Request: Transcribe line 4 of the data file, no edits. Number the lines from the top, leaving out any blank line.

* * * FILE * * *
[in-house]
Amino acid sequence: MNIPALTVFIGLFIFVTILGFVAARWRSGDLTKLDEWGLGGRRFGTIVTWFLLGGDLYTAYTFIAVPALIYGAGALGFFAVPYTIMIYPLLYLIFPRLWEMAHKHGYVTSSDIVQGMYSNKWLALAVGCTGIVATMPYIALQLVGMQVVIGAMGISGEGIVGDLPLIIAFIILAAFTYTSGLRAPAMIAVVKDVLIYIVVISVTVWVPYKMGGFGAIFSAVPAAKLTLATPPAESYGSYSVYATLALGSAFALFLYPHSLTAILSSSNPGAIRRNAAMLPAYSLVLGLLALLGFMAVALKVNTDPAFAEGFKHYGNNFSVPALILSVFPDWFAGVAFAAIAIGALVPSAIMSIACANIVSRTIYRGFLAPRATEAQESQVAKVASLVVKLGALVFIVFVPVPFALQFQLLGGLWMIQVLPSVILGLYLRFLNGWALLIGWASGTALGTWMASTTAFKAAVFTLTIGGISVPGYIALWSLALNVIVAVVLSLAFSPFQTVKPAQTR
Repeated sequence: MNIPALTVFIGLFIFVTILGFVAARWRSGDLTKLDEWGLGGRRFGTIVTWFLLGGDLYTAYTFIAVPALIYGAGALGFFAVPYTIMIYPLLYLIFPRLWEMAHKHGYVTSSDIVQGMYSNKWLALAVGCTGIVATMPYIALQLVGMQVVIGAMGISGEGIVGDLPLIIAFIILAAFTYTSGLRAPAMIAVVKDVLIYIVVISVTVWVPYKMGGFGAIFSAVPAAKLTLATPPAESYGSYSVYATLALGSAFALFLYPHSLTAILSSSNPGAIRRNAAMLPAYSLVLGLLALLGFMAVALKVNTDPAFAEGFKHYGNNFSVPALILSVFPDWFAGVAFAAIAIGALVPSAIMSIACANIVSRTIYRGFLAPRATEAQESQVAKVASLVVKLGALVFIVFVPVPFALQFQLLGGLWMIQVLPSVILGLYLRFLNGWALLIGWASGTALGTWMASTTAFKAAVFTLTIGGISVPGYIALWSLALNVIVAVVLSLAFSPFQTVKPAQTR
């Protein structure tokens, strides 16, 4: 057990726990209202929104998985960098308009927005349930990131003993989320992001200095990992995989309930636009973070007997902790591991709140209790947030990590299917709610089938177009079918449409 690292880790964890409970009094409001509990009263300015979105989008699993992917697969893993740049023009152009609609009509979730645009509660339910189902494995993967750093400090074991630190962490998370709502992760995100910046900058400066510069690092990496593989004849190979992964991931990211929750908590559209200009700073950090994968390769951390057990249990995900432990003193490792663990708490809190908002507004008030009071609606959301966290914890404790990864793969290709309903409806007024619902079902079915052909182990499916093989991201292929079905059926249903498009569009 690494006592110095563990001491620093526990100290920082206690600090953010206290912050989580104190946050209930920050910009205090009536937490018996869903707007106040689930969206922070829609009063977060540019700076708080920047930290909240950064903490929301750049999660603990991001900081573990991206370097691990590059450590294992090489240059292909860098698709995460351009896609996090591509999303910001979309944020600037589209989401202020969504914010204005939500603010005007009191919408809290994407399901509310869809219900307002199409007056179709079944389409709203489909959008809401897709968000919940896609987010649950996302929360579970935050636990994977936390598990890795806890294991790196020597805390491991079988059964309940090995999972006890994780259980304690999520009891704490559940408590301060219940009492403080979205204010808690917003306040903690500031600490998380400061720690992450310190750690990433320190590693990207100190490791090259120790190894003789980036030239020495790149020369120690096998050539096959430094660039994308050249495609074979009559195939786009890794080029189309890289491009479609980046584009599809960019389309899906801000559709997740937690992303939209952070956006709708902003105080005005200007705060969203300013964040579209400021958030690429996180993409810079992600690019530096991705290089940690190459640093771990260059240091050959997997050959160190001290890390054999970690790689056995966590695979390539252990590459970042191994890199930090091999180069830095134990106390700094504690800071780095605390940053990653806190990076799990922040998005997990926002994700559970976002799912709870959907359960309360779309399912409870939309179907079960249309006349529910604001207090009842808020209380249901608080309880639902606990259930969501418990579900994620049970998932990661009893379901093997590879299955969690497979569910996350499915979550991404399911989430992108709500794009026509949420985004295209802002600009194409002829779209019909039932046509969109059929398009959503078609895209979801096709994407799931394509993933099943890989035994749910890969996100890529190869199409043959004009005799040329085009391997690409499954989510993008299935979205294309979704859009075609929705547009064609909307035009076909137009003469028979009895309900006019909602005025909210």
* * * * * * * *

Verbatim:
């Protein structure tokens, strides 16, 4: 057990726990209202929104998985960098308009927005349930990131003993989320992001200095990992995989309930636009973070007997902790591991709140209790947030990590299917709610089938177009079918449409 690292880790964890409970009094409001509990009263300015979105989008699993992917697969893993740049023009152009609609009509979730645009509660339910189902494995993967750093400090074991630190962490998370709502992760995100910046900058400066510069690092990496593989004849190979992964991931990211929750908590559209200009700073950090994968390769951390057990249990995900432990003193490792663990708490809190908002507004008030009071609606959301966290914890404790990864793969290709309903409806007024619902079902079915052909182990499916093989991201292929079905059926249903498009569009 690494006592110095563990001491620093526990100290920082206690600090953010206290912050989580104190946050209930920050910009205090009536937490018996869903707007106040689930969206922070829609009063977060540019700076708080920047930290909240950064903490929301750049999660603990991001900081573990991206370097691990590059450590294992090489240059292909860098698709995460351009896609996090591509999303910001979309944020600037589209989401202020969504914010204005939500603010005007009191919408809290994407399901509310869809219900307002199409007056179709079944389409709203489909959008809401897709968000919940896609987010649950996302929360579970935050636990994977936390598990890795806890294991790196020597805390491991079988059964309940090995999972006890994780259980304690999520009891704490559940408590301060219940009492403080979205204010808690917003306040903690500031600490998380400061720690992450310190750690990433320190590693990207100190490791090259120790190894003789980036030239020495790149020369120690096998050539096959430094660039994308050249495609074979009559195939786009890794080029189309890289491009479609980046584009599809960019389309899906801000559709997740937690992303939209952070956006709708902003105080005005200007705060969203300013964040579209400021958030690429996180993409810079992600690019530096991705290089940690190459640093771990260059240091050959997997050959160190001290890390054999970690790689056995966590695979390539252990590459970042191994890199930090091999180069830095134990106390700094504690800071780095605390940053990653806190990076799990922040998005997990926002994700559970976002799912709870959907359960309360779309399912409870939309179907079960249309006349529910604001207090009842808020209380249901608080309880639902606990259930969501418990579900994620049970998932990661009893379901093997590879299955969690497979569910996350499915979550991404399911989430992108709500794009026509949420985004295209802002600009194409002829779209019909039932046509969109059929398009959503078609895209979801096709994407799931394509993933099943890989035994749910890969996100890529190869199409043959004009005799040329085009391997690409499954989510993008299935979205294309979704859009075609929705547009064609909307035009076909137009003469028979009895309900006019909602005025909210």